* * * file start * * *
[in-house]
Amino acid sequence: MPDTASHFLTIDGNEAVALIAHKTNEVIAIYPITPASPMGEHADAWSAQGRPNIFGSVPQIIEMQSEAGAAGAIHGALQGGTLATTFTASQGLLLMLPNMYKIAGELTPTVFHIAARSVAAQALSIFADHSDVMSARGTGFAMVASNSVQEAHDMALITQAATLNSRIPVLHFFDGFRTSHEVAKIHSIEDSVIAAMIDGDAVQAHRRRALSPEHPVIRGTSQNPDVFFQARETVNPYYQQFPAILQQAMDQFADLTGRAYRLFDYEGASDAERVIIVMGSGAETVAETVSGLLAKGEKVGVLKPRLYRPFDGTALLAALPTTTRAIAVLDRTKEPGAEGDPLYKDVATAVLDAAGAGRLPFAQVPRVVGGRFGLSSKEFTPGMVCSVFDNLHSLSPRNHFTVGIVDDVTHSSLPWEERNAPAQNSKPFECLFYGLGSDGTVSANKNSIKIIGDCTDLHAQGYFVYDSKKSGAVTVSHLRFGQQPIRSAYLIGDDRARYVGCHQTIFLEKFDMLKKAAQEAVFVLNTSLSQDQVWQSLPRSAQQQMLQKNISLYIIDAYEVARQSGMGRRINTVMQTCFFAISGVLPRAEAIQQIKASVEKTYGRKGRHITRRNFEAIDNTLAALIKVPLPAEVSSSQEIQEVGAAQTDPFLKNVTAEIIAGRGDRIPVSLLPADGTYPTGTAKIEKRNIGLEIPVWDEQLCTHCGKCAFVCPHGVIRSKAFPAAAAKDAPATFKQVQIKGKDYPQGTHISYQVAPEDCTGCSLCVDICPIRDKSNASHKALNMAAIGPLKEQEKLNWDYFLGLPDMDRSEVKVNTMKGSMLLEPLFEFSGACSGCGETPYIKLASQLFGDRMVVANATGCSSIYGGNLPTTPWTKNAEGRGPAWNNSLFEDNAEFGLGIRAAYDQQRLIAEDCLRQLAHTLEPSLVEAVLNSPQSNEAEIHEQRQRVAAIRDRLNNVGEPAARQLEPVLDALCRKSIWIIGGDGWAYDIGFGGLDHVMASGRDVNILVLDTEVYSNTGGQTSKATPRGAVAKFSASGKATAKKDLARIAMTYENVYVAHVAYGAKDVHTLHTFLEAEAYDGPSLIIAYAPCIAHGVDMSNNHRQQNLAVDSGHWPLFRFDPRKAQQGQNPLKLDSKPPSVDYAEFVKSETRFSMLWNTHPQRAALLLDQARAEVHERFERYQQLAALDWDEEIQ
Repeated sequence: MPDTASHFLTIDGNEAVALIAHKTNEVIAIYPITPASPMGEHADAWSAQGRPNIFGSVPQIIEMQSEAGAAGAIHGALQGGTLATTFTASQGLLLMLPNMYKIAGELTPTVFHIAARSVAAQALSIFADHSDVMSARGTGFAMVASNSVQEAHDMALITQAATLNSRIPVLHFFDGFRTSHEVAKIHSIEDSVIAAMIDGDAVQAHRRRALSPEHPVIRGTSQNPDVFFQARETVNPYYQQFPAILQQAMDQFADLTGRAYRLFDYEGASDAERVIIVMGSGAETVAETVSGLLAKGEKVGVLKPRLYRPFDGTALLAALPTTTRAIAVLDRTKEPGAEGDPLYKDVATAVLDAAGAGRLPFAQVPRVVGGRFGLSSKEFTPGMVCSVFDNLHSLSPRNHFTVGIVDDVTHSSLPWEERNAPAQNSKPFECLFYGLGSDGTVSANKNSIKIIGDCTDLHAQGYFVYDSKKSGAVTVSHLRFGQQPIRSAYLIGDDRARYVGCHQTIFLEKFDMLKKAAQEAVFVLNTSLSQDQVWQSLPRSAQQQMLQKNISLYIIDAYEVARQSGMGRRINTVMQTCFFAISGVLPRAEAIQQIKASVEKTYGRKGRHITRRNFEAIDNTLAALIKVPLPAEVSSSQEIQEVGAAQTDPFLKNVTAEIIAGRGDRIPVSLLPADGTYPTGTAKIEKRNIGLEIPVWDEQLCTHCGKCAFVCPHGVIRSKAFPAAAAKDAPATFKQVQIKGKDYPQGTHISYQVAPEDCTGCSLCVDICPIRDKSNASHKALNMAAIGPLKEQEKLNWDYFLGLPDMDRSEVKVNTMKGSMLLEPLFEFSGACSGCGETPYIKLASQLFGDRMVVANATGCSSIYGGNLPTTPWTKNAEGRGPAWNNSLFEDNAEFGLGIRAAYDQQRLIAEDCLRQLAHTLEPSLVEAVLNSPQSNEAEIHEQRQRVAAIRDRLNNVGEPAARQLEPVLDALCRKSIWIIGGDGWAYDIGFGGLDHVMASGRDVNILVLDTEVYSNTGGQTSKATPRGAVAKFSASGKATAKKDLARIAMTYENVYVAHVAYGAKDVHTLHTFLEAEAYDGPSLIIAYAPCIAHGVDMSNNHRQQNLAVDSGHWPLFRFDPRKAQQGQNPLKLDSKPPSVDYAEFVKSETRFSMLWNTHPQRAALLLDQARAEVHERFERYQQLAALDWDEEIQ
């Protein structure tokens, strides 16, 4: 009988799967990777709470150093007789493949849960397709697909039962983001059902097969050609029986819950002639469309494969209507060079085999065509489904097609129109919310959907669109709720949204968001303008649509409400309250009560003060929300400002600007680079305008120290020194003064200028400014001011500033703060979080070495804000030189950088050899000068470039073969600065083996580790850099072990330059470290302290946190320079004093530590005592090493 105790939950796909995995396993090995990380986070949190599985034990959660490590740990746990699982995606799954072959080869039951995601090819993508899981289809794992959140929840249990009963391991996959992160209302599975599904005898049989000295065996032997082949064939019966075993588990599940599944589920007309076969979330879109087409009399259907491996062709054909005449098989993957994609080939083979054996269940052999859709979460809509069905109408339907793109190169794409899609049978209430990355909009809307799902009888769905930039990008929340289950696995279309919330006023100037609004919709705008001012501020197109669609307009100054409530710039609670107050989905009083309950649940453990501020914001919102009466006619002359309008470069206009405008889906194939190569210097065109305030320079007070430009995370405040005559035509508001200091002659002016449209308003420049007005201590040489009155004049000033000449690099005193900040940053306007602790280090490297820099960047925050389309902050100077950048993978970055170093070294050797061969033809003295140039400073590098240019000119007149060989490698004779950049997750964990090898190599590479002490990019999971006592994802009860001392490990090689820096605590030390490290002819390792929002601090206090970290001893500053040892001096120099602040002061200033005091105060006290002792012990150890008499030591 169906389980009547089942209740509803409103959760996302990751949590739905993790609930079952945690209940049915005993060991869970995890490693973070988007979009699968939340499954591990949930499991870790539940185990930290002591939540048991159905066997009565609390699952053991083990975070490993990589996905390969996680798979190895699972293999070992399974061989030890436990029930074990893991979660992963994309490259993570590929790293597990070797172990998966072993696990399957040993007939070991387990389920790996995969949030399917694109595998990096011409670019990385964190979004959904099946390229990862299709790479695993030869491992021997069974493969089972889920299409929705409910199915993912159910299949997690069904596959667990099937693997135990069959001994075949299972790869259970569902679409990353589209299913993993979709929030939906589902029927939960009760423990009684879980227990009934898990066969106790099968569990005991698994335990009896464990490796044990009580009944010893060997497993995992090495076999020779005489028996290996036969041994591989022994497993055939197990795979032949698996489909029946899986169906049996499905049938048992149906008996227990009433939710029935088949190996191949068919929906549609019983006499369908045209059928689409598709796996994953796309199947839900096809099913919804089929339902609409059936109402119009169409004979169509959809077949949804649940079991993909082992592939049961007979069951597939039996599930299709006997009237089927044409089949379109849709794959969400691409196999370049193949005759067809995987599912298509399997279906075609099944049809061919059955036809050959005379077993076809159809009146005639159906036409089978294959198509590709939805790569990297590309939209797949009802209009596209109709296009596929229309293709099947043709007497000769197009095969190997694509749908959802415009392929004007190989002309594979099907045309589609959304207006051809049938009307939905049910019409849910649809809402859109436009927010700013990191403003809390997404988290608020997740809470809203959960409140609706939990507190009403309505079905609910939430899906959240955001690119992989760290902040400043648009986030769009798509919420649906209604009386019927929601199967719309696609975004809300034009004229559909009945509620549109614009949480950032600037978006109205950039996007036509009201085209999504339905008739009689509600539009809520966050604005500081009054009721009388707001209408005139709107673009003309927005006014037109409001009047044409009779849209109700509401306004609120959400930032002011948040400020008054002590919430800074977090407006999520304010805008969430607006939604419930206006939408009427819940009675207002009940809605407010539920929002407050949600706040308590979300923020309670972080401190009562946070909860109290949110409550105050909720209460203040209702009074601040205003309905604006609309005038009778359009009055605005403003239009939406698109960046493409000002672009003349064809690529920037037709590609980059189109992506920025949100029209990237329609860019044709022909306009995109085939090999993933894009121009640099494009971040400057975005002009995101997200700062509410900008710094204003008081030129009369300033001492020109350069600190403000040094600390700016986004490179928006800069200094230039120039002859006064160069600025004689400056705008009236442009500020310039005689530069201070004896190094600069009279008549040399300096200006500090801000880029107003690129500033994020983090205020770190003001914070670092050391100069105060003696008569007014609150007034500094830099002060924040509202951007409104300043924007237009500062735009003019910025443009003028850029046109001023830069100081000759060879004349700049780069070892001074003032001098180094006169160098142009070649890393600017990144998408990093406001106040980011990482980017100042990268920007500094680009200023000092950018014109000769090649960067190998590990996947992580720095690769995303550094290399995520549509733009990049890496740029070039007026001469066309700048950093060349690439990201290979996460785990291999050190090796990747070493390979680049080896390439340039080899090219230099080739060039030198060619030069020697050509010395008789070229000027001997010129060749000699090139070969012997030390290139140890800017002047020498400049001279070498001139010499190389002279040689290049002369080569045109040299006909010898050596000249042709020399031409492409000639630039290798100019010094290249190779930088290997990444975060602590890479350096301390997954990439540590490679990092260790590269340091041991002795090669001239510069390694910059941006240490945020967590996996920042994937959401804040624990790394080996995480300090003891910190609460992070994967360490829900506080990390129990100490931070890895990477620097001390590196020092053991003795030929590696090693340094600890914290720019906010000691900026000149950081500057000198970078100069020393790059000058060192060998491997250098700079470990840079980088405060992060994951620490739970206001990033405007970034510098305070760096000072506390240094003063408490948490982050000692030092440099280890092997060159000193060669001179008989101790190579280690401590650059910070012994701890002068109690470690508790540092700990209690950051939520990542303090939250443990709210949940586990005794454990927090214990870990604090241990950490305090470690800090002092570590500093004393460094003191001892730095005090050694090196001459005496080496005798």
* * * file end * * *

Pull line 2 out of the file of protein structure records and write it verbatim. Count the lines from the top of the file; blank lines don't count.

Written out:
Amino acid sequence: MPDTASHFLTIDGNEAVALIAHKTNEVIAIYPITPASPMGEHADAWSAQGRPNIFGSVPQIIEMQSEAGAAGAIHGALQGGTLATTFTASQGLLLMLPNMYKIAGELTPTVFHIAARSVAAQALSIFADHSDVMSARGTGFAMVASNSVQEAHDMALITQAATLNSRIPVLHFFDGFRTSHEVAKIHSIEDSVIAAMIDGDAVQAHRRRALSPEHPVIRGTSQNPDVFFQARETVNPYYQQFPAILQQAMDQFADLTGRAYRLFDYEGASDAERVIIVMGSGAETVAETVSGLLAKGEKVGVLKPRLYRPFDGTALLAALPTTTRAIAVLDRTKEPGAEGDPLYKDVATAVLDAAGAGRLPFAQVPRVVGGRFGLSSKEFTPGMVCSVFDNLHSLSPRNHFTVGIVDDVTHSSLPWEERNAPAQNSKPFECLFYGLGSDGTVSANKNSIKIIGDCTDLHAQGYFVYDSKKSGAVTVSHLRFGQQPIRSAYLIGDDRARYVGCHQTIFLEKFDMLKKAAQEAVFVLNTSLSQDQVWQSLPRSAQQQMLQKNISLYIIDAYEVARQSGMGRRINTVMQTCFFAISGVLPRAEAIQQIKASVEKTYGRKGRHITRRNFEAIDNTLAALIKVPLPAEVSSSQEIQEVGAAQTDPFLKNVTAEIIAGRGDRIPVSLLPADGTYPTGTAKIEKRNIGLEIPVWDEQLCTHCGKCAFVCPHGVIRSKAFPAAAAKDAPATFKQVQIKGKDYPQGTHISYQVAPEDCTGCSLCVDICPIRDKSNASHKALNMAAIGPLKEQEKLNWDYFLGLPDMDRSEVKVNTMKGSMLLEPLFEFSGACSGCGETPYIKLASQLFGDRMVVANATGCSSIYGGNLPTTPWTKNAEGRGPAWNNSLFEDNAEFGLGIRAAYDQQRLIAEDCLRQLAHTLEPSLVEAVLNSPQSNEAEIHEQRQRVAAIRDRLNNVGEPAARQLEPVLDALCRKSIWIIGGDGWAYDIGFGGLDHVMASGRDVNILVLDTEVYSNTGGQTSKATPRGAVAKFSASGKATAKKDLARIAMTYENVYVAHVAYGAKDVHTLHTFLEAEAYDGPSLIIAYAPCIAHGVDMSNNHRQQNLAVDSGHWPLFRFDPRKAQQGQNPLKLDSKPPSVDYAEFVKSETRFSMLWNTHPQRAALLLDQARAEVHERFERYQQLAALDWDEEIQ